Paul Krishnamurty previews the Welsh Open snooker, which starts on Monday morning. Read his comprehensive analysis and eight recommended bets here...
"Murphy is the best bet on the card for me. He's overpriced generally on this season's form - even when not reaching the finals, he's cueing well. There's little obvious danger in his draw until the last-16."
Back Shaun Murphy 2u e/w @ 20/1
Just a few hours after Ronnie O'Sullivan eased to the World Grand Prix title, another ranking event will begin at the Welsh Open. The Rocket - imperious in Preston - understandably starts a warm favourite at [3.9], bidding for what would be a fifth Welsh title.
Unlike recent events that were either invitationals or already down to the latter stages, we're starting from a 128-man draw here. That means two rather than the usual one pick in each section of the draw, with an eye towards including a few huge-priced outsiders.
The key to building a successful book in any snooker tournament is identifying players expected to advance through the early stages without too much bother. The first four rounds are played over best-of-seven, so a stack of upsets are almost guaranteed. A pre-tournament trade can become extremely valuable just by reaching the quarter-finals. Recent seasons have been littered with huge-priced semi-finalists, including the odd 1000/1 chance.
Although this column uses a points system that doesn't involve covering, I must add as a piece of wider trading advice. If holding a big position in the semis, the most sensible strategy is to at least cover the risk. I generally look to unload trades and each-way positions from the quarter-finals onwards.
One man who really shouldn't have much trouble early on is Barry Hawkins. Granted, normal rules haven't applied during a dismal year but this is a class act who urgently needs the ranking points after falling way down the one-year list. This draw offers a golden chance to build some form, whilst his main rivals in this section carve each other up.
The men to beat here are Mark Williams and Yan Bingtao. With two recent wins to his name, the former has an obvious chance on home soil. The latter will win soon - the World Grand Prix and perhaps our bets hinged on Bingtao losing the deciding frame to Ronnie. His potential and very swift progress make Bingtao hard to accurately price but I'm happy to stay onside.
The three heavyweights here are Robertson, Ding Junhui and the perennially over-bet Judd Trump. Ding warrants the utmost respect on last week's form but is always vulnerable in early best-of-sevens and will probably be tested in every round.
Robertson did little wrong when carrying our cash last week. He eased through the first match and was then blown away by a mixture of Selby brilliance and poor luck. Entirely forgiveable and he's another with huge ranking incentives.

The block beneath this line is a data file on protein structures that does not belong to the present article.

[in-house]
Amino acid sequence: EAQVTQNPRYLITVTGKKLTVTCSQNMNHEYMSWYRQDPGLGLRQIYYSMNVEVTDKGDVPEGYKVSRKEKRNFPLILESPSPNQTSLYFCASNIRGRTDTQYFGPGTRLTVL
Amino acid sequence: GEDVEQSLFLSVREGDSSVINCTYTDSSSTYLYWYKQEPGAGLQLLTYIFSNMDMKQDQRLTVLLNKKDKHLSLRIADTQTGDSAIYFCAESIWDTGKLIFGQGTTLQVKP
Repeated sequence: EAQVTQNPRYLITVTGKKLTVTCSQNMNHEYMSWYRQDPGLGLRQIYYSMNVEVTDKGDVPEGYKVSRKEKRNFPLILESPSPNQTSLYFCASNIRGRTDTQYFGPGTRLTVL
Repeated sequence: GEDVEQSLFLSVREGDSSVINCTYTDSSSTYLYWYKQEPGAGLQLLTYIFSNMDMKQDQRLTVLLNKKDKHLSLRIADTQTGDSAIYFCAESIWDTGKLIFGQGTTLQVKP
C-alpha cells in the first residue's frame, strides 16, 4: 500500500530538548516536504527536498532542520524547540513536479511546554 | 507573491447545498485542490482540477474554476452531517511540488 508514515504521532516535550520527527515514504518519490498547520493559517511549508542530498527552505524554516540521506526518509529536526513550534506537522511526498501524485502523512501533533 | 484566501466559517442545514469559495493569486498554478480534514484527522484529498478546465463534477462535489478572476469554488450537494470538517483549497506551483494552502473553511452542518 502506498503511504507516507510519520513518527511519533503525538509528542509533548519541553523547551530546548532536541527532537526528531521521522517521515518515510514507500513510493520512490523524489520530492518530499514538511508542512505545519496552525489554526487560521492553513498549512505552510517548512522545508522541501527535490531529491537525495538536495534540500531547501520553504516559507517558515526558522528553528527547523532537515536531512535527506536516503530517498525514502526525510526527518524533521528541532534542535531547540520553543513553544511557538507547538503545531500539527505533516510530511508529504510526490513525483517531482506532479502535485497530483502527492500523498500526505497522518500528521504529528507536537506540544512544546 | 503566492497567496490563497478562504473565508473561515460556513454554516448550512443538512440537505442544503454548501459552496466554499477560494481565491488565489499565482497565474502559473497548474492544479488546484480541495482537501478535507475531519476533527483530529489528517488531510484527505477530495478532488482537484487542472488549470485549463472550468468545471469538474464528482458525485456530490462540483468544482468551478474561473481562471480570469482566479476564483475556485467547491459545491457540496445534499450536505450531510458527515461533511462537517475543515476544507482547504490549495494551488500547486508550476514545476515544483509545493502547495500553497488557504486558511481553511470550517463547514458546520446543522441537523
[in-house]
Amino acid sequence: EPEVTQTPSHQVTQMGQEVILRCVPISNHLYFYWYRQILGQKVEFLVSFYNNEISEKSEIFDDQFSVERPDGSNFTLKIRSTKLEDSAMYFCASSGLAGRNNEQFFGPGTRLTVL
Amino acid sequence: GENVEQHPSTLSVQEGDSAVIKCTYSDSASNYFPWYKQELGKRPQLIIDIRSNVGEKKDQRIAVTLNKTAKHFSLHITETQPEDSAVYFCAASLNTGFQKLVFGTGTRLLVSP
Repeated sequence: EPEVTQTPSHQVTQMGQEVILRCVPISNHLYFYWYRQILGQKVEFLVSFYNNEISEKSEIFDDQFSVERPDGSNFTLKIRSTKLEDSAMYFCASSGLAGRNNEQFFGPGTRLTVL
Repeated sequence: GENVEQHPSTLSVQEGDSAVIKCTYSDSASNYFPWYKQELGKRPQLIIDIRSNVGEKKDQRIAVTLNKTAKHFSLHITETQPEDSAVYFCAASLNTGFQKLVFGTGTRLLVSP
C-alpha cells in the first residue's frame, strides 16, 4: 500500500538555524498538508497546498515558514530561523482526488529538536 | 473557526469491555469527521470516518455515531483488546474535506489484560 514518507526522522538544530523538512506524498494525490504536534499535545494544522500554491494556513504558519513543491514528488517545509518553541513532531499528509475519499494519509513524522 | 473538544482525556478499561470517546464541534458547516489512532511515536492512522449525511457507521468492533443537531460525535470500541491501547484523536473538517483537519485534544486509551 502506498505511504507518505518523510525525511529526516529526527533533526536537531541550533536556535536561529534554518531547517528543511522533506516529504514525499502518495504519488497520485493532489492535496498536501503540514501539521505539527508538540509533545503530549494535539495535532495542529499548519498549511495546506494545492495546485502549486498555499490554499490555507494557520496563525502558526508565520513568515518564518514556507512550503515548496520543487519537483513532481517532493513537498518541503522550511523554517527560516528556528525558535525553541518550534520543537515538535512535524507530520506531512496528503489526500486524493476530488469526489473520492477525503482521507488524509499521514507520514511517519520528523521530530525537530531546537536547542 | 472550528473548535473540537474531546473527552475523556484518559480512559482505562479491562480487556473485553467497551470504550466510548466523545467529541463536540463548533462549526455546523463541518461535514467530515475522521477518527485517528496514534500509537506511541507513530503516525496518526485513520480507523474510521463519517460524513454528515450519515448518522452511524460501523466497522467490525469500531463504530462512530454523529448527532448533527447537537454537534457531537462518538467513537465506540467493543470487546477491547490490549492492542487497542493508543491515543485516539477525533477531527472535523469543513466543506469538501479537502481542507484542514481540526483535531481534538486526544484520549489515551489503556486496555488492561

As always, Kyren Wilson is hugely respected but I'll try a miracle each-way instead. Elliot Slessor has already reached a ranking semi-final this term, beating Ronnie along the way. He's perfectly capable of beating anyone in this section.
That Slessor shock in Northern Ireland is a counterweight to the compelling narrative that Ronnie is unbeatable right now. At key moments at least in Preston, his ability to produce perfect snooker was somewhat reminscent of the masterclass here in 2014. That remains my pick for the best performance ever - losing just ten frames in seven matches.
Nevertheless, he is less than [4.0] to win seven matches, the first four of which are best-of-seven. There are capable types including in-form Graeme Dott in his early path. He traded around these odds twice for individual matches, and [22.0] for the title, during last week's romp. Slessor, and plenty of others, have proven that he is beatable on a single day and there's usually a chance to cover Ronnie at some stage.
Three months ago, 70/1 about Luca Brecel would have been unimaginable but the Belgian lost his form and has recently been seen struggling with replacement cues. The good news is that his main cue has been repaired so let's take a chance it works the oracle.
At the same odds, Ali Carter is worth a punt returning to the event that yielded his maiden ranking title nine years ago (he was also runner-up a year later). Although he hasn't been reaching the latter stages of late, Ali seemed to be playing fine in last week's 4-3 defeat and won a recent Championship League. His path is much easier compared to John Higgins or Stephen Maguire.
World number one Mark Selby is naturally the main man here but can he be trusted on last week's evidence? We saw all his famed matchplay skills but he's still not at his best. As with Ronnie, a short-odds bet ahead of four quickfire early rounds makes no appeal. There's a good chance he'll face McGill in the last-16 and the Scot should not be under-estimated on last week's evidence plus a broadly progressive profile.
Murphy is the best bet on the card for me. He's overpriced generally on this season's form - even when not reaching the finals, he's cueing well. There's little obvious danger in his draw until the last-16, where Mark Allen could await but the new Masters champion has a very tricky opener against Cao Yupeng.
Back Yan Bingtao 1.5u each-way @ 25/1
Back Barry Hawkins 1u e/w @ 33/1
Back Luca Brecel 0.5u e/w @ 70/1
Back Ali Carter 0.5u e/w 70/1
Back Shaun Murphy 2u e/w @ 20/1
Back Anthony McGill 0.5u e/w @ 80/1
Back Neil Robertson 3u @ [17.0]
Back Elliot Slessor 0.25u e/w @ 275/1